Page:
Andrew was the first native Korean priest and is patron saint of Korea. When French missionaries arrived in Korea in the early nineteenth century they were surprised to find that the faith has already been planted there by lay people. Andrew’s parents were converts. His father was martyred for the faith. Andrew was baptised when he was 15 and then studied to be a priest in Macao, a Portuguese colony at the time. He was ordained a priest in 1844 and returned to spread the gospel in his native land.

These were difficult years for the church and thousands were killed for their faith. In 1846, at the age of 25, he was tortured and beheaded near Seoul. His blood, like the blood of all the martyrs, has proved to be the seed of the Church and today Christians make up about 10% of the population of Korea.

We tend to think of martyrs as being from a far off age. Andrew shows that they are not. Even today in many parts of the world Christians are persecuted and killed for their faith. May Andrew and all the martyrs pray for us that we may be better witnesses to the gospel.


Exhaltation of the Holy Cross – Sunday, 14 September

September 13, 2014

On Sunday we have the rare privilege of celebrating the Feast of the Holy Cross, often known as the Exultation of the Holy Cross. As this feast is ‘fixed’ on 14th September we celebrate only every six or seven years. But what a wonderful feast it it.

On Good Friday we tend to focus on the human suffering of Jesus, meditating and pondering his love for us which endures even the most barbaric death. True the Liturgy of that day insists that we celebrate what that death achieves but it is at best a ‘mournful festival’ and one of the ancient hymns has it.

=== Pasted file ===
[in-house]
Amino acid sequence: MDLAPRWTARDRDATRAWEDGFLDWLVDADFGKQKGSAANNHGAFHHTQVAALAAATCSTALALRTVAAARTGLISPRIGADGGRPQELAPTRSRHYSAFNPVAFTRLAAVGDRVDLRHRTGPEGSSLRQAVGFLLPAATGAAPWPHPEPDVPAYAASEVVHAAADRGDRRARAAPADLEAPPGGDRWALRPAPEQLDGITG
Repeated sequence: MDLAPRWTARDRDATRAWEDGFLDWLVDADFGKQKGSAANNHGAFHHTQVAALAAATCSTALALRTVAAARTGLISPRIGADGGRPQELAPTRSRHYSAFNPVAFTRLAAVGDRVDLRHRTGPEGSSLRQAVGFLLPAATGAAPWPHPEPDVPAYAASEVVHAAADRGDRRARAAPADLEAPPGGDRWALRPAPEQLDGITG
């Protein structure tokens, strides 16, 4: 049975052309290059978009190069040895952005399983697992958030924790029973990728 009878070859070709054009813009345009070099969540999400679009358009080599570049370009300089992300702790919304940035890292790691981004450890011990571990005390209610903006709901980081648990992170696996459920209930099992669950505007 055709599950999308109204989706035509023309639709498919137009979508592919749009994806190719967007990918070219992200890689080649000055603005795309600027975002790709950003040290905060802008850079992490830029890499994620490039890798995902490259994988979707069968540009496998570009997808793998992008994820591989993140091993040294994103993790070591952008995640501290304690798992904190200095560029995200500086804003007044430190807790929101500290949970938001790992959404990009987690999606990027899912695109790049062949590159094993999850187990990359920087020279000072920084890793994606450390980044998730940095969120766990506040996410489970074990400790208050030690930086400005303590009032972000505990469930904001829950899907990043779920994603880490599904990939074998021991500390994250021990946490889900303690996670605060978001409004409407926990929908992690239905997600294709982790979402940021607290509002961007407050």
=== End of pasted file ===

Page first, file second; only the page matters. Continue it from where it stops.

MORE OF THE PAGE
Sunday’s feast gives us time to celebrate the glory and the triumph and the wonder of the cross. The priest wears red vestments and the readings and preface speak of the power of the cross. It would be useful to find some of the older hymns of the passion, especially those of the sixth century Bishop Venantius Fortunatus such as ‘The royal banners forward go’ and ‘Sing my tongue the glorious battle’. In these hymns he speaks of our God ‘reigning from the tree’ and praises the wood of the cross, as well as using a number of metaphors and images to describe what we celebrate.

As another ancient saying puts it: Ave crux! Spes Unica! – Hail o Cross, Our Only Hope.


Weekly Reflection

September 3, 2014

Over the summer I have visited a number of churches across England and Wales where medieval wall paintings are now visible again after being whitewashed out for centuries. Apart from the bright colours and elaborate dress of those portrayed one other thing stands out: the devotion to the saints of our ancestors in these lands. Many churches show the apostles, but also other local or patron saints.

In some of the best preserved examples the idea of the saints as ‘a great cloud of witnesses’ comes through quite clearly. They are there to help and support us on our pilgrim way. One cannot help but feel that one is part of a great group of friends that is filled with joy and happiness when one stands and gazes at these depictions.

We can often feel on our own. Perhaps we are the only one at work who is a Catholic, or the only one in the family who goes to Mass. That’s why the saints are important because they remind us that we are part of something far more than we can see. We are in fact part of a ‘communion’ that transcends time and space.

If you get time this week try to look (on the internet at least) at some of these old paintings. They will fill you with joy and strengthen your devotion to those who have gone before us and are now praying for us.